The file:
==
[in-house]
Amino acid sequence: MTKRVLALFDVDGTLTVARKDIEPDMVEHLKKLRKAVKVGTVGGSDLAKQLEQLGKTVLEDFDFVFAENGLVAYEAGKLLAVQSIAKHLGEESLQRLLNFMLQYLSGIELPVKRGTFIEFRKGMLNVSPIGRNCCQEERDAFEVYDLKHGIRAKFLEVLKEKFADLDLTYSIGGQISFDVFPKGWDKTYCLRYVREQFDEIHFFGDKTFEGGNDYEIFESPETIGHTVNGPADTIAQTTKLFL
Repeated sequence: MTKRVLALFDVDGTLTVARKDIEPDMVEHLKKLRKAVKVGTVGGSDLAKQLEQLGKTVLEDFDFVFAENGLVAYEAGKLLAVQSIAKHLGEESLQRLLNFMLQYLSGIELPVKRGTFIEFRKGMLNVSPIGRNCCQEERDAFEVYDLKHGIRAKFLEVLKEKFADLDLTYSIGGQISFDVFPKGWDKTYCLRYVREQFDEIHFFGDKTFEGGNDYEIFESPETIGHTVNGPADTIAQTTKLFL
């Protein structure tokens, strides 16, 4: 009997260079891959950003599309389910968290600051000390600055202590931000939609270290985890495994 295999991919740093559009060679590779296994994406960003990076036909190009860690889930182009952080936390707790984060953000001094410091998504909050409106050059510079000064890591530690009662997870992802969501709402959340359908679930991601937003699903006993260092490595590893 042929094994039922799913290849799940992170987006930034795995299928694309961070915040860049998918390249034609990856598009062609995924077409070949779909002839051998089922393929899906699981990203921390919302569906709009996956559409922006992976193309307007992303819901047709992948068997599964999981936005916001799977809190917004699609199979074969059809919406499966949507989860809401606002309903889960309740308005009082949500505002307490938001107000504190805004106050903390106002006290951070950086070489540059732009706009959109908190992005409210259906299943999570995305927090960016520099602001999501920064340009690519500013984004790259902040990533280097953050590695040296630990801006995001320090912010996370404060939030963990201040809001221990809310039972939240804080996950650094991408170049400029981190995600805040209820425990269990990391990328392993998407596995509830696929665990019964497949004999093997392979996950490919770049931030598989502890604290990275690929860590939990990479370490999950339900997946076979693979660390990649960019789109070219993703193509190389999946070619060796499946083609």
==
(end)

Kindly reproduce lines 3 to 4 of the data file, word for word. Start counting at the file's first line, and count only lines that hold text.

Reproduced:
Repeated sequence: MTKRVLALFDVDGTLTVARKDIEPDMVEHLKKLRKAVKVGTVGGSDLAKQLEQLGKTVLEDFDFVFAENGLVAYEAGKLLAVQSIAKHLGEESLQRLLNFMLQYLSGIELPVKRGTFIEFRKGMLNVSPIGRNCCQEERDAFEVYDLKHGIRAKFLEVLKEKFADLDLTYSIGGQISFDVFPKGWDKTYCLRYVREQFDEIHFFGDKTFEGGNDYEIFESPETIGHTVNGPADTIAQTTKLFL
């Protein structure tokens, strides 16, 4: 009997260079891959950003599309389910968290600051000390600055202590931000939609270290985890495994 295999991919740093559009060679590779296994994406960003990076036909190009860690889930182009952080936390707790984060953000001094410091998504909050409106050059510079000064890591530690009662997870992802969501709402959340359908679930991601937003699903006993260092490595590893 042929094994039922799913290849799940992170987006930034795995299928694309961070915040860049998918390249034609990856598009062609995924077409070949779909002839051998089922393929899906699981990203921390919302569906709009996956559409922006992976193309307007992303819901047709992948068997599964999981936005916001799977809190917004699609199979074969059809919406499966949507989860809401606002309903889960309740308005009082949500505002307490938001107000504190805004106050903390106002006290951070950086070489540059732009706009959109908190992005409210259906299943999570995305927090960016520099602001999501920064340009690519500013984004790259902040990533280097953050590695040296630990801006995001320090912010996370404060939030963990201040809001221990809310039972939240804080996950650094991408170049400029981190995600805040209820425990269990990391990328392993998407596995509830696929665990019964497949004999093997392979996950490919770049931030598989502890604290990275690929860590939990990479370490999950339900997946076979693979660390990649960019789109070219993703193509190389999946070619060796499946083609």